MRZ: It is real­ly won­der­ful to be in con­ver­sa­tion with you, Ranen. Just as you think that you might have decid­ed not to serve today, it is clear to me — as much as such an auto­bi­o­graph­i­cal and his­tor­i­cal coun­ter­fac­tu­al can be clear — that I would have served (and like­ly in the Para­troop­ers!) had I moved to Israel 30 years ear­li­er. On the sub­ject of Exo­dus, I reread that nov­el in the ear­ly peri­od of writ­ing this one, and while there were cer­tain­ly many cringe-induc­ing sec­tions, I was also sur­prised at how com­pelling parts of it remained, inso­far as I was able to sus­pend what I have come to know about his­to­ry and real­i­ty and allow myself to re-tum­ble into the fic­tion­al world, with its fan­tas­ti­cal inter­pre­ta­tions of facts and pol­i­tics, that Uris cre­at­ed. In terms of oth­er Israeli and Pales­tin­ian writ­ers who have impact­ed my moral imag­i­na­tion and whose writ­ing I cher­ish, there are two in par­tic­u­lar who imme­di­ate­ly come to mind: S. Yizhar and Ghas­san Kanafani. S. Yizhar’s 1949 nov­el Khir­bet Khizeh about an Israeli sol­dier ordered to expel the unarmed res­i­dents of a Pales­tin­ian vil­lage dur­ing the 1948 War of Independence/​Nakba had a pro­found impact on my polit­i­cal devel­op­ment and my under­stand­ing of his­to­ry; Ghas­san Kanafani’s 1969 novel­la, Return­ing to Haifa, did as well, though it was hard­er for me to read than Yizhar’s work, per­haps because the indict­ment con­tained in Khir­bet Khizeh felt more sin­gu­lar­ly his­tor­i­cal,” while Kanafani’s novel­la asks the read­er — and, I think, espe­cial­ly the Jew­ish Israeli read­er — to grap­ple with the ways in which his­to­ry nev­er ends, and the extent to which the past remains inter­wo­ven with the present. (I read both of these works in a bril­liant sem­i­nar on Zion­ism with Pro­fes­sor Robert Schine at Mid­dle­bury Col­lege, along with non­fic­tion writ­ings by Mar­tin Buber and Edward Said, which also had pro­found impacts on my think­ing, my writ­ing, and my beliefs). Two oth­er works of Israel-Pales­tine-based fic­tion that impact­ed me pro­found­ly and that I will men­tion briefly were David Gross­mans To The End of the Land and Sayed Kashua’s Let it Be Morn­ing. I also love the poet­ry of Sami Shalom Shitrit and Taha Muham­mad Ali…The list goes on.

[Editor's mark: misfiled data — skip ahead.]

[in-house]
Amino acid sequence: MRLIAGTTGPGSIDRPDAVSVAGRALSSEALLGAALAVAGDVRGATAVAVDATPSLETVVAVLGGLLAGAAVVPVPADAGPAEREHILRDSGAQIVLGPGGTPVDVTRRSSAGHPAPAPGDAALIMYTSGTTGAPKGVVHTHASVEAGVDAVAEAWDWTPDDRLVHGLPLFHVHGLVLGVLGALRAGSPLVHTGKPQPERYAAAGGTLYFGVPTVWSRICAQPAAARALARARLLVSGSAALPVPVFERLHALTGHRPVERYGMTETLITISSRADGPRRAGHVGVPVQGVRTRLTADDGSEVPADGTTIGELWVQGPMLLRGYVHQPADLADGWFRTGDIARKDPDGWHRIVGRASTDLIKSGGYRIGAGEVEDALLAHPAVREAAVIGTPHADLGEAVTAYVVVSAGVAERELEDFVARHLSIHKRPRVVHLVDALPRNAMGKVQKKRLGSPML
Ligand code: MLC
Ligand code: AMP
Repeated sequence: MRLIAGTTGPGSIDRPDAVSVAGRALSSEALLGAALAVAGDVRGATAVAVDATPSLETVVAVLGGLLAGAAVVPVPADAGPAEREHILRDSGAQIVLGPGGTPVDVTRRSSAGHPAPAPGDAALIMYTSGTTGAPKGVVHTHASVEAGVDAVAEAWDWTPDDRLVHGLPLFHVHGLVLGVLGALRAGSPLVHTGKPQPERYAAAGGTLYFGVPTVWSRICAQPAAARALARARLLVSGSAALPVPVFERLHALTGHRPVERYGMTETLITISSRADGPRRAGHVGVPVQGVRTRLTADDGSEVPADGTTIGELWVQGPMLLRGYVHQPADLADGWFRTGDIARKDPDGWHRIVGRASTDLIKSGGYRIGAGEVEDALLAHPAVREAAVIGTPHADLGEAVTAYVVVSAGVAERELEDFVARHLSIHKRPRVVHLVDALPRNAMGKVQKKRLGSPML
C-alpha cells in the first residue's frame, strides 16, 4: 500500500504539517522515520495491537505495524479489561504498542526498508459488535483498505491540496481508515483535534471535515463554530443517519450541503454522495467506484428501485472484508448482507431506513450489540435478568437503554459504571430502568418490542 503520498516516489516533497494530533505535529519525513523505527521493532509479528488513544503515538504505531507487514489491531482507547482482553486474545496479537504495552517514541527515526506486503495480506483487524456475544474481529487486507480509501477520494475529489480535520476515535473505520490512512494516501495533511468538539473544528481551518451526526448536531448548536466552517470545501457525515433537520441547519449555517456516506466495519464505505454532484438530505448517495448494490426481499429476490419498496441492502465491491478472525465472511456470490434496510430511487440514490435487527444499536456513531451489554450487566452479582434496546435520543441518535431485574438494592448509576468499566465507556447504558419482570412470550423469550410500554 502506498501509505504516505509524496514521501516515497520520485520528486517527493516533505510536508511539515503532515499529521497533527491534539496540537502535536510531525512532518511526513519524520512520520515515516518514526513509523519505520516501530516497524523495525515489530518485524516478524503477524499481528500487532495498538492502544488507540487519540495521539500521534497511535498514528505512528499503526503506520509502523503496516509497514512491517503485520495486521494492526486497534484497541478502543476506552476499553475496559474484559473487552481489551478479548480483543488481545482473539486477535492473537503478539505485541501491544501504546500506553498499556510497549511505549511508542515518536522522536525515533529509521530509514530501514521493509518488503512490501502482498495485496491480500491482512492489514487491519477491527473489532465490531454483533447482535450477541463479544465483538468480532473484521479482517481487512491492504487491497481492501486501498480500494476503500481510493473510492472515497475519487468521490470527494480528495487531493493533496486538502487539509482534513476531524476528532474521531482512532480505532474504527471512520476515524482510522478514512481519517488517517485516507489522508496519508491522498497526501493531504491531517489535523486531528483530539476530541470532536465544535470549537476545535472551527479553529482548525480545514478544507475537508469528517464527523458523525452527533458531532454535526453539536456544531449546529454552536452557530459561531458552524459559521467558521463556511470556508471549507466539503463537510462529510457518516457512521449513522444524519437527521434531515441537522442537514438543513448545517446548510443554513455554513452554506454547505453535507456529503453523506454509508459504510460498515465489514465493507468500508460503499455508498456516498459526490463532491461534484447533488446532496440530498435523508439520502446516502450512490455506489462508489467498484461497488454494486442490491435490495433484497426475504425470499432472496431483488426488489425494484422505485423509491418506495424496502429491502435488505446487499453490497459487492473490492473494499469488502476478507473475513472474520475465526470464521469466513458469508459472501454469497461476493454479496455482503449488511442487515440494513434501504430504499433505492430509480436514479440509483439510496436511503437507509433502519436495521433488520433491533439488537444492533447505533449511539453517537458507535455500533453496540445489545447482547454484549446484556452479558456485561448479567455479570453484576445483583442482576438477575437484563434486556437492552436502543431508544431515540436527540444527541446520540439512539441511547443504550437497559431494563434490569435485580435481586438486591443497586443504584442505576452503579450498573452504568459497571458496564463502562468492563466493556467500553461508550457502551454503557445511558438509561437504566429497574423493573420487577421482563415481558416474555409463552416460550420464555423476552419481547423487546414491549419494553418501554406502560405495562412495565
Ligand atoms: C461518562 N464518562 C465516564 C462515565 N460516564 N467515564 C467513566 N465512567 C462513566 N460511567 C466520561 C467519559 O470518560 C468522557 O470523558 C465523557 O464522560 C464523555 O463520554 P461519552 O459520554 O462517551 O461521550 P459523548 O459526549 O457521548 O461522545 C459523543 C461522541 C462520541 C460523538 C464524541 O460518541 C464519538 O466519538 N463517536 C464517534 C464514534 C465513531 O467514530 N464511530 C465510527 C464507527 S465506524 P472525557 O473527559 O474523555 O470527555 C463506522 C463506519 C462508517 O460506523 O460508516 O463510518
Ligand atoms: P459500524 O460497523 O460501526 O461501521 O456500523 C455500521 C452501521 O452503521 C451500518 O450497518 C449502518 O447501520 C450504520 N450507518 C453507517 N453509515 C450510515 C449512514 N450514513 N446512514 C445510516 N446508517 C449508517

ROS: I teach a course on both Israeli and Pales­tin­ian writ­ers in trans­la­tion, and one of the things that always inter­ests stu­dents is the way one side imag­ines or por­trays the oth­er.” Read­ing the stir­ring After­word to Sad­ness, I was impressed by the deep back­ground you acquired in Darwish’s poet­ry, and was espe­cial­ly struck by a moment where you quote his impres­sions of Yehu­da Amichai: We com­pete over who is more in love with this coun­try, who writes about it more beautifully…When I read him, I read myself.” I had nev­er seen that before, and oth­ers I’ve shared it with have also been sur­prised and very moved by that almost broth­er­ly expres­sion of grace and humil­i­ty. Can you add any­thing else about Darwish’s atten­tion to or affin­i­ty for Israeli lit­er­ary cul­ture, or how he stirred your own think­ing in oth­er ways?